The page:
10 Historical Brits Who Died Gruesome And Unusual Deaths
Benjamin Franklin once mused that one of life’s only certainties was death. Across the Atlantic from him, on the British Isles, is a rich tapestry of history within which many unusual and gruesome deaths feature. Here is a list of some of the more peculiar and grisly ways that British historical figures met their maker.
First Man Killed By A Train
William Huskisson was an influential 19th-century British politician, a pioneer of free trade, a liberal reformer—and the first man to be killed by a train.
This sticky end to a successful career was not the first calamity to which the accident-prone member of parliament had fallen victim. He had previously been flattened by a pole in London, fallen on by a horse just before his marriage, and severely injured his legs trying to jump over a moat in Scotland. However, the morning of September 15, 1830, would prove to be Huskisson’s final accident.
When the train that Huskisson was on came to a stop, he alighted to reconcile with his old colleague, the Duke of Wellington, who was in a different carriage. Meanwhile, George Stephenson’s famous Rocket locomotive approached at speed on the adjacent track. In the confusion, Huskisson panicked and ended up falling beneath the wheels of the Rocket, which ran right over him, crushing and mangling his legs. Several hours later, Huskisson died of the horrific wounds he had incurred.
Ironically, there had been considerable opposition in parliament to the building of the rail track on which Huskisson died. Believing trains were the future, Huskisson had strongly advocated the track’s development. Had he not, he may have not met such an untimely and gruesome end.
9King Edward II
Red-Hot Poker Inserted Into Anus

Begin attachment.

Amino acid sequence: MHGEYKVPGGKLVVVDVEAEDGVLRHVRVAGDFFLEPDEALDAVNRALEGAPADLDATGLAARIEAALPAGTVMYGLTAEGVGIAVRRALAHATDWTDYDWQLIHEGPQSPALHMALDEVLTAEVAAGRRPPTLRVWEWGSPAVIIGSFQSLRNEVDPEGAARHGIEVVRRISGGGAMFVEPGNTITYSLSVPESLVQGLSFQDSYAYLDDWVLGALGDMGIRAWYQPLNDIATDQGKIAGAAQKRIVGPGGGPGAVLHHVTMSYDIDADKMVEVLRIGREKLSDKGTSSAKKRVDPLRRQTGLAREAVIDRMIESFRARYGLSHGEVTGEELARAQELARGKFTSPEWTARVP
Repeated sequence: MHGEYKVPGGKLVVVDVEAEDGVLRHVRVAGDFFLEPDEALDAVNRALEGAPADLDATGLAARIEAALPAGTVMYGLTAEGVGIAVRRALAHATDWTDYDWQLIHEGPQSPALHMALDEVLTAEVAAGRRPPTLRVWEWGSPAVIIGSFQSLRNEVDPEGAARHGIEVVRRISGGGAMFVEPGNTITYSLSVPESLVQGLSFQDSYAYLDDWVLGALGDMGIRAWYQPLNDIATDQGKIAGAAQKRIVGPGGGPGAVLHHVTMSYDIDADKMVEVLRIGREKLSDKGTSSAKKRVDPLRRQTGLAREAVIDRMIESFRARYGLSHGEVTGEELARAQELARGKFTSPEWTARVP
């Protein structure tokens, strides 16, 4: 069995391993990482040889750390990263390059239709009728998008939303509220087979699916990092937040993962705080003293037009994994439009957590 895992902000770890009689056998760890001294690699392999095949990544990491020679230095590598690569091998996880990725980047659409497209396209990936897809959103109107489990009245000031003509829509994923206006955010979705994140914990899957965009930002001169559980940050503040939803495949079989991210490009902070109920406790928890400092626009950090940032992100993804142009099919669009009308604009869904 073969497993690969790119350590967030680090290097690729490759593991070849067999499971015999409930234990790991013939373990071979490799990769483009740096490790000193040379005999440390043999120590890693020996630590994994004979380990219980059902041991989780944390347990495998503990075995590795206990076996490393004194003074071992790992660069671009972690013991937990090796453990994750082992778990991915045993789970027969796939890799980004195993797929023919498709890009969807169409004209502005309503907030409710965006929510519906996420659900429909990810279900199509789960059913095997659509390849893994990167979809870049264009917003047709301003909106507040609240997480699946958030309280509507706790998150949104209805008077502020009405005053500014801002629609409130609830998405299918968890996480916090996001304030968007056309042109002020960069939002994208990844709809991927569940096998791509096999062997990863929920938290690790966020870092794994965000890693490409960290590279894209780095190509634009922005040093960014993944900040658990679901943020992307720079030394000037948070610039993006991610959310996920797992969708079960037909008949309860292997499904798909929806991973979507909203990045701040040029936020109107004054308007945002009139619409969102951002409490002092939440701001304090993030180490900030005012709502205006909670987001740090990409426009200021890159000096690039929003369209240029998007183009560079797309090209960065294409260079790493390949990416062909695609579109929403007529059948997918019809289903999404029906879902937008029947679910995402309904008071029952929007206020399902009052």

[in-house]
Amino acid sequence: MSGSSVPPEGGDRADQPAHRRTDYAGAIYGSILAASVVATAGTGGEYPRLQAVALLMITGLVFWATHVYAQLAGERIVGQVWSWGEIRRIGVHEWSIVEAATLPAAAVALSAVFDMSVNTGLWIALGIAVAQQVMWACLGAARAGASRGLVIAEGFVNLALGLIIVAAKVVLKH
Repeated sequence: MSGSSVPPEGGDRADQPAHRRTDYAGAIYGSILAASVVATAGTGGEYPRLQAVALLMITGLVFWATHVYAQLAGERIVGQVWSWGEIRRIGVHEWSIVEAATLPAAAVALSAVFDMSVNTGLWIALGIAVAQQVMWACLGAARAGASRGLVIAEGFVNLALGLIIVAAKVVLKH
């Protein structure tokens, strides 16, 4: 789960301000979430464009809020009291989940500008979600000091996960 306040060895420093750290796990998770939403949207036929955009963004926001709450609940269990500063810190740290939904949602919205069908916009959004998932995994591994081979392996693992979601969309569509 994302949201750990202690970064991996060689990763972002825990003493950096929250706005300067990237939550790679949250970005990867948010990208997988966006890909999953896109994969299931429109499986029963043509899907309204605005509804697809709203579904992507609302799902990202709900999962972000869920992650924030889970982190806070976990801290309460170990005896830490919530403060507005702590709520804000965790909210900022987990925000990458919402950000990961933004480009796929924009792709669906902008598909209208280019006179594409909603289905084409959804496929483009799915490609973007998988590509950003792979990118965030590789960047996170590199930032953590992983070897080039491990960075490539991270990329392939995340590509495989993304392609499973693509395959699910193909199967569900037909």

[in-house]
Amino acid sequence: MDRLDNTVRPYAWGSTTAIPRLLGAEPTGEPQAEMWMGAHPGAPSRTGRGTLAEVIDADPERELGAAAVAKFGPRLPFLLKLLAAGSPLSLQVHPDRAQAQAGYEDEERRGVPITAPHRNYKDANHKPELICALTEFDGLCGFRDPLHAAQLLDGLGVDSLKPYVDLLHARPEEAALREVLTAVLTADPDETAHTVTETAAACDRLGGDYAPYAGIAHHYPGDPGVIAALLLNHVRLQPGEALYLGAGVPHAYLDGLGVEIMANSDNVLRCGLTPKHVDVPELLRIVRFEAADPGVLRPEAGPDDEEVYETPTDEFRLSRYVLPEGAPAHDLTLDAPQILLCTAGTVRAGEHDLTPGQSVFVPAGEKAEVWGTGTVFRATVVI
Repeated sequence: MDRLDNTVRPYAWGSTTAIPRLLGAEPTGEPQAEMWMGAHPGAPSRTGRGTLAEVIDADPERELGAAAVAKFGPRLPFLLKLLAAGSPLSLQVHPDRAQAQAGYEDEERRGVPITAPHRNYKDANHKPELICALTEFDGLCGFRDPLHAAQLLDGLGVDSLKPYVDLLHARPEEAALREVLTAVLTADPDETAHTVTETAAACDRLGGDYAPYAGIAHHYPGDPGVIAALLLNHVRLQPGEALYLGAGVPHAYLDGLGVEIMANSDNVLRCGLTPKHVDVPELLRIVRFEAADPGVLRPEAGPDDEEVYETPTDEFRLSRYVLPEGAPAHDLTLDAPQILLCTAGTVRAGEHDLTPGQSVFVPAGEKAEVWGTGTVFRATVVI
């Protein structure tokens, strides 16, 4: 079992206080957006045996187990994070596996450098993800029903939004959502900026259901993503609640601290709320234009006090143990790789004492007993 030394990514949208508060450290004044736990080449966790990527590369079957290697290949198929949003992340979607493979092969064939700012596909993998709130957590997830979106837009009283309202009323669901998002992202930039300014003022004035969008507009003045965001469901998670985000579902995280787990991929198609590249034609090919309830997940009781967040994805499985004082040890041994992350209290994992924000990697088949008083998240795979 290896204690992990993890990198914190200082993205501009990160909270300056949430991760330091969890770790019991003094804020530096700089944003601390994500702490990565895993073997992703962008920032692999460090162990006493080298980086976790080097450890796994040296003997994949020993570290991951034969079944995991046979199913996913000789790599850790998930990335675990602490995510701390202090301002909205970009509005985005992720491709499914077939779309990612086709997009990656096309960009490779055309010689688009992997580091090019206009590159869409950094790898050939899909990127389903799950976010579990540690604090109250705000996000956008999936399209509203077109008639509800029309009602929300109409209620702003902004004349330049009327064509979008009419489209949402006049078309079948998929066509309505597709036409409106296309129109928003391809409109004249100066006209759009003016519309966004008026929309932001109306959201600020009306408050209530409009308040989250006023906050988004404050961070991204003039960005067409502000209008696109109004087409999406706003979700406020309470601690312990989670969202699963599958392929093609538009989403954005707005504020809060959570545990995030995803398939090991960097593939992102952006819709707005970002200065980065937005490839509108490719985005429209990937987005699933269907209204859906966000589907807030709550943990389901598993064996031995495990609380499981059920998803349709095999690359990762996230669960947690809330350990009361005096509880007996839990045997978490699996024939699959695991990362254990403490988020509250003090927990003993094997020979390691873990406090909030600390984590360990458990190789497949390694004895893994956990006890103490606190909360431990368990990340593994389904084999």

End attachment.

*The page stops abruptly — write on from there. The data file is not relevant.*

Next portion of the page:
Edward II, king of England from 1307–1327, was a rather unsuccessful ruler. The son of the crusading, warlike, and conquering Edward I, Edward II proved more effeminate and was believed by many at the time (and since) to have been gay. Whether his close relationship with nobleman Pier Gaveston was anything more than a simple friendship, we cannot be sure. However, Edward’s aptitude for alienating his supporters led to his own wife, Isabella, joining forces with Edward’s enemies and revolting against him.
Once deposed, Edward appeared too dangerous to be kept alive, so he was murdered at Berkley Castle on September 21, 1327. His murder, according to some chroniclers, involved having a red-hot poker inserted up his anus and into his body, with his screams being heard for miles around the castle. It was a humiliating and grisly end for anyone, let alone a king of England.
8William The Conqueror
Impaled On Saddle, Followed By Exploding At His Funeral
Although William the Conqueror was technically born in Normandy, France, his status as king of England means he makes our list of famous Brits.
Best known for his conquering of England in 1066, William became rather overweight in his later years. When riding a horse, his stomach protruded over the saddle. In July 1087, his horse reared, and he was thrown onto the pommel, rupturing his internal organs. He died of his injuries several agonizing months later.
His funeral would prove even more undignified. When his body was being lowered into its coffin, he was too large to fit. As priests tried desperately to stuff the bloated corpse into the coffin, the abdomen exploded, and a disgusting smell filled the entire room. Subsequently, the ceremony was a rushed affair—an undignified and grim end for one of history’s greatest conquering kings.
7King Aella Of Northumbria
King Aella was ruler of the Anglo-Saxon Northumbrian Kingdom of England in the ninth century. Although we know very little about Aella because of the lack of credible sources from the time, one well-known (if semi-legendary) bit of trivia is the bloody and gruesome death he suffered at the hands of Viking invaders.